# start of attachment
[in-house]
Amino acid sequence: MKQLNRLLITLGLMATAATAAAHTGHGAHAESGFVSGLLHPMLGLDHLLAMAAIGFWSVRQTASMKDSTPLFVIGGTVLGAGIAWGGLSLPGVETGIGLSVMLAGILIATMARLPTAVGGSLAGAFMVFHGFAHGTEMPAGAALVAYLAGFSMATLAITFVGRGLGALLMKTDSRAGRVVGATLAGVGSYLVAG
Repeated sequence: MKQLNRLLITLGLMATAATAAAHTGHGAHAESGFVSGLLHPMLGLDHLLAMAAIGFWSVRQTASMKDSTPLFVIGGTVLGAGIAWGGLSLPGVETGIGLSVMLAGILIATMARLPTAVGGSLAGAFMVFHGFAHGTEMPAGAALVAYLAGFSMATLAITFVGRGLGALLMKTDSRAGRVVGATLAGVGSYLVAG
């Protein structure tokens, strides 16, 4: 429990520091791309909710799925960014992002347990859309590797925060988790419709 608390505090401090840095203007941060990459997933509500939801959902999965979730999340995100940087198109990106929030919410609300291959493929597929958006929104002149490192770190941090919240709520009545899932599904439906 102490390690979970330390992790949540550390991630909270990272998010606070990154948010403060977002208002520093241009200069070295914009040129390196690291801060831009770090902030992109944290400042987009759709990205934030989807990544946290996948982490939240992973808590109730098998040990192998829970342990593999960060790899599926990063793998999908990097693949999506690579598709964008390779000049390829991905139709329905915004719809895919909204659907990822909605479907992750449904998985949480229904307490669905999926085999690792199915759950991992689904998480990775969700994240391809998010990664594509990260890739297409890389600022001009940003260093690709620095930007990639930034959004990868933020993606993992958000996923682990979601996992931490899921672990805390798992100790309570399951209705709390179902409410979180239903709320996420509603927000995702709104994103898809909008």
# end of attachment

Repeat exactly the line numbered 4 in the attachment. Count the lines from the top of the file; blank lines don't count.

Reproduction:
């Protein structure tokens, strides 16, 4: 429990520091791309909710799925960014992002347990859309590797925060988790419709 608390505090401090840095203007941060990459997933509500939801959902999965979730999340995100940087198109990106929030919410609300291959493929597929958006929104002149490192770190941090919240709520009545899932599904439906 102490390690979970330390992790949540550390991630909270990272998010606070990154948010403060977002208002520093241009200069070295914009040129390196690291801060831009770090902030992109944290400042987009759709990205934030989807990544946290996948982490939240992973808590109730098998040990192998829970342990593999960060790899599926990063793998999908990097693949999506690579598709964008390779000049390829991905139709329905915004719809895919909204659907990822909605479907992750449904998985949480229904307490669905999926085999690792199915759950991992689904998480990775969700994240391809998010990664594509990260890739297409890389600022001009940003260093690709620095930007990639930034959004990868933020993606993992958000996923682990979601996992931490899921672990805390798992100790309570399951209705709390179902409410979180239903709320996420509603927000995702709104994103898809909008």